You, an insectoid alien, have arrived on Earth to discover it depopulated of humans - indeed, every oxygen-breather larger and more complex in cellular structure than an insect has long since gone extinct, in an atmosphere unsuitable for full-sized vertebrate lungs, and in oceans whose occupants are even more desperate, in their own way, for high oxygen saturation and low acidity.
The dominant species of this world, Sol 3, is ants. They comprise more biomass than all other species combined, and as far as fossil records can suggest to you, they have always done so.
You find other things, too. You find megastructures of complexity resembling the ant colonies you have observed. You note that ants can lift dozens or hundreds of times their own mass, in objects, and that they possess great dexterity at carrying objects and traversing surfaces. You observe the way they handle corpse disposal - how little remains, after they've scrapped everything edible, and how it decomposes quickly under the attentions of other organisms in the soil. You've seen the bones of other creatures, but you don't assume they're of an import - why should you, when it's so obvious that there used to be a grand society of giant ants, so very like yourself? They obviously went extinct like all the endoskeleton-possessing megafauna, which you suppose the ants must have used as livestock.
You find books. It takes some time to figure out the languages - so many of them! - but it makes sense. Pheromone-based communication only lasts as long and reaches as far as it is perpetuated, like any oral history, and literacy is one of the hallmarks of an advanced society. The stories are a bit strange, of course, but you can recognise resemblances to your own mythologies and histories. One story tells of a little red ant who is carrying food from a cache to the queen, but gets lost along the way and encounters a big bad wolf spider which apparently evolved some mechanism of aggressive mimicry. The wolf spider mocks the red ant, deceiving her with his many large eyes, mistaken for the queen's compound eyes. He imitates the queen's mandibles with his venom-dripping chelicerae, and he waves his forelegs around to resemble the queen's antennae. Soon enough, a parasitic wasp comes along and cuts down the spider, and the little red ant is able to return to the colony safely with her bundle of goodies.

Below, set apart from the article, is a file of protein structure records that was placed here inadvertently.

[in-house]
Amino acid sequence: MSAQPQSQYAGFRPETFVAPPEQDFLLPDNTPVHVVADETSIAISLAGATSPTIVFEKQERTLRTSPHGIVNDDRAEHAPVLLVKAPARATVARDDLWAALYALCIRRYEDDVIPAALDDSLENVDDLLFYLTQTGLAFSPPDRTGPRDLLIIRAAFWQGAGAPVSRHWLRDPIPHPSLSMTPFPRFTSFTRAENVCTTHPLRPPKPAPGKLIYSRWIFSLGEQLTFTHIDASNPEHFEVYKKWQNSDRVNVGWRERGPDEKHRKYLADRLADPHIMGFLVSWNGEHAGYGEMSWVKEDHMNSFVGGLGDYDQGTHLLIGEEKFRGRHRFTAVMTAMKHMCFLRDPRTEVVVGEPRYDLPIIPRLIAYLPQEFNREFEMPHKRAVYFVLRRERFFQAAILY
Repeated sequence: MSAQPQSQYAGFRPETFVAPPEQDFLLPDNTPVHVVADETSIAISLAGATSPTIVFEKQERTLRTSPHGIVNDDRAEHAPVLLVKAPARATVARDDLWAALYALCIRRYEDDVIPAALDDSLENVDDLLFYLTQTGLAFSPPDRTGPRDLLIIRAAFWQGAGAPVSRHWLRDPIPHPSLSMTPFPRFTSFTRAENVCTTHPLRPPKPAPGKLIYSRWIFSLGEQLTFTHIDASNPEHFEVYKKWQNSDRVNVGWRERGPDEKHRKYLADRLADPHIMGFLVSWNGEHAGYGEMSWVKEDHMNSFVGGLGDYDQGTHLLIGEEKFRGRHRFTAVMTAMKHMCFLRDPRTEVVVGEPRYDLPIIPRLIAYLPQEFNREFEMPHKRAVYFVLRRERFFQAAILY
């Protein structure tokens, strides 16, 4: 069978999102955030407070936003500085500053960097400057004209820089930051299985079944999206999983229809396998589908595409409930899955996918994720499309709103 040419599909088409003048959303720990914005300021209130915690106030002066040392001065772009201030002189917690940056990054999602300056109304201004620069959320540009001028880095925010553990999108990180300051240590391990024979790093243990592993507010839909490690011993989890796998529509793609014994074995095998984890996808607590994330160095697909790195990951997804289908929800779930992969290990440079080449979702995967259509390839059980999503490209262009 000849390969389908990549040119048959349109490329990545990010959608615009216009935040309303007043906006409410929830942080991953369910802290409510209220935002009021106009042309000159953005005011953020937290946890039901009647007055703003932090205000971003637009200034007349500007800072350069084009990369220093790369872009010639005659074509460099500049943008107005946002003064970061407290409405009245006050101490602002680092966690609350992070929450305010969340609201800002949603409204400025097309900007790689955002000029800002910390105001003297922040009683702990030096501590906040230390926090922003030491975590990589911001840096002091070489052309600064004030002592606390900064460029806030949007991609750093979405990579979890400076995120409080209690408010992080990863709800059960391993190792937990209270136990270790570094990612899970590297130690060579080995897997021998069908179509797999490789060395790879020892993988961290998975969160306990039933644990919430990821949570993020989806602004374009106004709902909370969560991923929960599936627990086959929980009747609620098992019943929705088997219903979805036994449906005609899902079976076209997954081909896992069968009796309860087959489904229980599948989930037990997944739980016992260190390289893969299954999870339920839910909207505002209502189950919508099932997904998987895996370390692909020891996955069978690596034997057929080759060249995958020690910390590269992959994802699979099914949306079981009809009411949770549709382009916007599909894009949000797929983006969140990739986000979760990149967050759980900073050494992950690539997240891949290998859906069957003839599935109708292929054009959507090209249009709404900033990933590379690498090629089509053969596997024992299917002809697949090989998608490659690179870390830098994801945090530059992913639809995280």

You feel a little sorry for yourself, not getting to meet this fascinating people before they faded from the pages of time. Their stories are so refreshing, so relatable, so readable! You wonder, sometimes, why you never found any illustrations by these giant ants, of themselves, when so many of their books are full of pictures of their livestock, who they adorned with colourful textiles as a marker of ownership, to tell their animals apart from one another. The story of the little red ant features charming art of a bipedal pack animal carrying a woven container in its graspers, and wearing red livery to match the carapace of its herder.
Everybody knows that endoskeletons are incompatible with higher cognition, since they complicate the moulting process too severely and limit the lifespan of the individual to a few dozen years, rather than the hundreds achievable by insectoids and crustaceans, whose lifespans are limited by the strength needed to break out of increasingly tough shells and keep moulting into larger ones. Chordates' brains can't get any bigger, once they reach their adult size, but at least they're easy to domesticate. You look closely at those graspers - they look rather dexterous! - and you amuse yourself by imagining what sort of stories the vertebrate bipeds would have written, if they had reached ant-tier civilisation before going extinct. That, however, is a concern for a xenohermeneutics expert, or perhaps a science fiction writer, and not you, an interplanetary archaeologist.
Iron Noder 2019, 14/30